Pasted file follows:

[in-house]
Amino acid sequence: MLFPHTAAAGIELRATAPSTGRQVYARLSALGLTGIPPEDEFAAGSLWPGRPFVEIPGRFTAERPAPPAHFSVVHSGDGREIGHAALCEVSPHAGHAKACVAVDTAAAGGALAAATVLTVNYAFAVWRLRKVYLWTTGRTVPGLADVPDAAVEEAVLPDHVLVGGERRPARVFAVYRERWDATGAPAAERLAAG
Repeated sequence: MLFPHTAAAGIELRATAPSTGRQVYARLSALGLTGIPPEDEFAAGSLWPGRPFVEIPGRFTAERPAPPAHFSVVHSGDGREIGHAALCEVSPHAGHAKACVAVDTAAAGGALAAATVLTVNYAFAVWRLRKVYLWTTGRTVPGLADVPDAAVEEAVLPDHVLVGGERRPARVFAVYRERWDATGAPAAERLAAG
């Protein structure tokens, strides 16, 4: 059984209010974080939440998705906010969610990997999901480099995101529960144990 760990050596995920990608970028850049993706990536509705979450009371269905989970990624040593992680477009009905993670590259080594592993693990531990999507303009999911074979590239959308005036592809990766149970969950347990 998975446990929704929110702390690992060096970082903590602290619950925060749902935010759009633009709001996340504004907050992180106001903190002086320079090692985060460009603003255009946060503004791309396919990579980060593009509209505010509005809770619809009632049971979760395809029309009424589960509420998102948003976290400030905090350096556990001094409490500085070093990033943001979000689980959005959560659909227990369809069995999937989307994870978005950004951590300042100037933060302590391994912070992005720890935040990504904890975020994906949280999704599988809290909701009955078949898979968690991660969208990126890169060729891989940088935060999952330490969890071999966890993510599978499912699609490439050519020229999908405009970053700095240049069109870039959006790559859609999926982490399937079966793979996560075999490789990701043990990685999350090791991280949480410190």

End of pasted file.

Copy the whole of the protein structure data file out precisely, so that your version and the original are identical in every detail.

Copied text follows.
[in-house]
Amino acid sequence: MLFPHTAAAGIELRATAPSTGRQVYARLSALGLTGIPPEDEFAAGSLWPGRPFVEIPGRFTAERPAPPAHFSVVHSGDGREIGHAALCEVSPHAGHAKACVAVDTAAAGGALAAATVLTVNYAFAVWRLRKVYLWTTGRTVPGLADVPDAAVEEAVLPDHVLVGGERRPARVFAVYRERWDATGAPAAERLAAG
Repeated sequence: MLFPHTAAAGIELRATAPSTGRQVYARLSALGLTGIPPEDEFAAGSLWPGRPFVEIPGRFTAERPAPPAHFSVVHSGDGREIGHAALCEVSPHAGHAKACVAVDTAAAGGALAAATVLTVNYAFAVWRLRKVYLWTTGRTVPGLADVPDAAVEEAVLPDHVLVGGERRPARVFAVYRERWDATGAPAAERLAAG
């Protein structure tokens, strides 16, 4: 059984209010974080939440998705906010969610990997999901480099995101529960144990 760990050596995920990608970028850049993706990536509705979450009371269905989970990624040593992680477009009905993670590259080594592993693990531990999507303009999911074979590239959308005036592809990766149970969950347990 998975446990929704929110702390690992060096970082903590602290619950925060749902935010759009633009709001996340504004907050992180106001903190002086320079090692985060460009603003255009946060503004791309396919990579980060593009509209505010509005809770619809009632049971979760395809029309009424589960509420998102948003976290400030905090350096556990001094409490500085070093990033943001979000689980959005959560659909227990369809069995999937989307994870978005950004951590300042100037933060302590391994912070992005720890935040990504904890975020994906949280999704599988809290909701009955078949898979968690991660969208990126890169060729891989940088935060999952330490969890071999966890993510599978499912699609490439050519020229999908405009970053700095240049069109870039959006790559859609999926982490399937079966793979996560075999490789990701043990990685999350090791991280949480410190």